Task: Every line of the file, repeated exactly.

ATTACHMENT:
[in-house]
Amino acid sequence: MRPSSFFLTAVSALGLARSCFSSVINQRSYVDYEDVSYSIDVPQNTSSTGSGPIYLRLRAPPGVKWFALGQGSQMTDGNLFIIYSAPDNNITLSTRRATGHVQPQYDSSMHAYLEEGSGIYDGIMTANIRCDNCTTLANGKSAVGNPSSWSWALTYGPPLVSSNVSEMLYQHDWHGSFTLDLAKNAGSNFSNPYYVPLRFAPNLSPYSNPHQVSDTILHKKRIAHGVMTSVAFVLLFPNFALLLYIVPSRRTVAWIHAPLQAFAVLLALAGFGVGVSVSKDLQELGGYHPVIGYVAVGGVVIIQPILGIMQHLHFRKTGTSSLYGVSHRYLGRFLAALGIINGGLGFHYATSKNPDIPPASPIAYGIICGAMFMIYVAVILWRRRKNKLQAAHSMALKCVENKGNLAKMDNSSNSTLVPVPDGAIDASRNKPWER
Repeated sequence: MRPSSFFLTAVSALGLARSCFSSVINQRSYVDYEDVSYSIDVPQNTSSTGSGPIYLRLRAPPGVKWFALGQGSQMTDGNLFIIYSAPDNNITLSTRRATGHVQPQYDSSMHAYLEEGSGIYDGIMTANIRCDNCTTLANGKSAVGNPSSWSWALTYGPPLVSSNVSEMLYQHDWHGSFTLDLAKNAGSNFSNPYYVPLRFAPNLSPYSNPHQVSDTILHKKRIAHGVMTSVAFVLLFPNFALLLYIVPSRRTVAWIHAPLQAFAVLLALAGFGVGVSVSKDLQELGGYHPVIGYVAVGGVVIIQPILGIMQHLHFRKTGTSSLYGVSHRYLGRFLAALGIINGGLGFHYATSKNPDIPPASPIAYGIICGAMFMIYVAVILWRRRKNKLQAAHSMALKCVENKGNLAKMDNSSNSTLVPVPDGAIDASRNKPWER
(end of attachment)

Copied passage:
[in-house]
Amino acid sequence: MRPSSFFLTAVSALGLARSCFSSVINQRSYVDYEDVSYSIDVPQNTSSTGSGPIYLRLRAPPGVKWFALGQGSQMTDGNLFIIYSAPDNNITLSTRRATGHVQPQYDSSMHAYLEEGSGIYDGIMTANIRCDNCTTLANGKSAVGNPSSWSWALTYGPPLVSSNVSEMLYQHDWHGSFTLDLAKNAGSNFSNPYYVPLRFAPNLSPYSNPHQVSDTILHKKRIAHGVMTSVAFVLLFPNFALLLYIVPSRRTVAWIHAPLQAFAVLLALAGFGVGVSVSKDLQELGGYHPVIGYVAVGGVVIIQPILGIMQHLHFRKTGTSSLYGVSHRYLGRFLAALGIINGGLGFHYATSKNPDIPPASPIAYGIICGAMFMIYVAVILWRRRKNKLQAAHSMALKCVENKGNLAKMDNSSNSTLVPVPDGAIDASRNKPWER
Repeated sequence: MRPSSFFLTAVSALGLARSCFSSVINQRSYVDYEDVSYSIDVPQNTSSTGSGPIYLRLRAPPGVKWFALGQGSQMTDGNLFIIYSAPDNNITLSTRRATGHVQPQYDSSMHAYLEEGSGIYDGIMTANIRCDNCTTLANGKSAVGNPSSWSWALTYGPPLVSSNVSEMLYQHDWHGSFTLDLAKNAGSNFSNPYYVPLRFAPNLSPYSNPHQVSDTILHKKRIAHGVMTSVAFVLLFPNFALLLYIVPSRRTVAWIHAPLQAFAVLLALAGFGVGVSVSKDLQELGGYHPVIGYVAVGGVVIIQPILGIMQHLHFRKTGTSSLYGVSHRYLGRFLAALGIINGGLGFHYATSKNPDIPPASPIAYGIICGAMFMIYVAVILWRRRKNKLQAAHSMALKCVENKGNLAKMDNSSNSTLVPVPDGAIDASRNKPWER